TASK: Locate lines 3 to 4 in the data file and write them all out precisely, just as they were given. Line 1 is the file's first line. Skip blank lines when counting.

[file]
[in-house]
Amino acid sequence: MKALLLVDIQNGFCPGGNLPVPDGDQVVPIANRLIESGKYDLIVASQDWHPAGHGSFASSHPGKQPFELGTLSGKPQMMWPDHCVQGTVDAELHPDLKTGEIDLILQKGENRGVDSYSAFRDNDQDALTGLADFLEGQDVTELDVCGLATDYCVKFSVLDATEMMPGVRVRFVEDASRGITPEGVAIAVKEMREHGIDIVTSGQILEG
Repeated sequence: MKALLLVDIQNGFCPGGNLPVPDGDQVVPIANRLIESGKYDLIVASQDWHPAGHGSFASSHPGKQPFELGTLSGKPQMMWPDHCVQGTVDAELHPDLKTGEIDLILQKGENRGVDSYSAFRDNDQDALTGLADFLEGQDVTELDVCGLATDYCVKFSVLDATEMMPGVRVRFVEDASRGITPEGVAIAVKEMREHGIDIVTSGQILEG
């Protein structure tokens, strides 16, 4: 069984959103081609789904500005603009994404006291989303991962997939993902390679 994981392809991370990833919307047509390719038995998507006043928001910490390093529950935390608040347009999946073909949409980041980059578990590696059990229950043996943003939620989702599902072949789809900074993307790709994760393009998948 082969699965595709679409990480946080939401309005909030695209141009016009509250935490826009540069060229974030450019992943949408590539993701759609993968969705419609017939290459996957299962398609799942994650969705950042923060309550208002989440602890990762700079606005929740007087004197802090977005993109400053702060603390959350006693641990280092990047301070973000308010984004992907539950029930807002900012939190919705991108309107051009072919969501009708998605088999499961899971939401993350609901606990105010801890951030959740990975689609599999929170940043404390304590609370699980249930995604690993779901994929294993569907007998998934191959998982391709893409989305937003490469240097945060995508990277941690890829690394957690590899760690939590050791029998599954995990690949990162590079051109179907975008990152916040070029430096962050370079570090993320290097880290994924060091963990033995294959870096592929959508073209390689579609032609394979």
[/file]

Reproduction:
Repeated sequence: MKALLLVDIQNGFCPGGNLPVPDGDQVVPIANRLIESGKYDLIVASQDWHPAGHGSFASSHPGKQPFELGTLSGKPQMMWPDHCVQGTVDAELHPDLKTGEIDLILQKGENRGVDSYSAFRDNDQDALTGLADFLEGQDVTELDVCGLATDYCVKFSVLDATEMMPGVRVRFVEDASRGITPEGVAIAVKEMREHGIDIVTSGQILEG
């Protein structure tokens, strides 16, 4: 069984959103081609789904500005603009994404006291989303991962997939993902390679 994981392809991370990833919307047509390719038995998507006043928001910490390093529950935390608040347009999946073909949409980041980059578990590696059990229950043996943003939620989702599902072949789809900074993307790709994760393009998948 082969699965595709679409990480946080939401309005909030695209141009016009509250935490826009540069060229974030450019992943949408590539993701759609993968969705419609017939290459996957299962398609799942994650969705950042923060309550208002989440602890990762700079606005929740007087004197802090977005993109400053702060603390959350006693641990280092990047301070973000308010984004992907539950029930807002900012939190919705991108309107051009072919969501009708998605088999499961899971939401993350609901606990105010801890951030959740990975689609599999929170940043404390304590609370699980249930995604690993779901994929294993569907007998998934191959998982391709893409989305937003490469240097945060995508990277941690890829690394957690590899760690939590050791029998599954995990690949990162590079051109179907975008990152916040070029430096962050370079570090993320290097880290994924060091963990033995294959870096592929959508073209390689579609032609394979």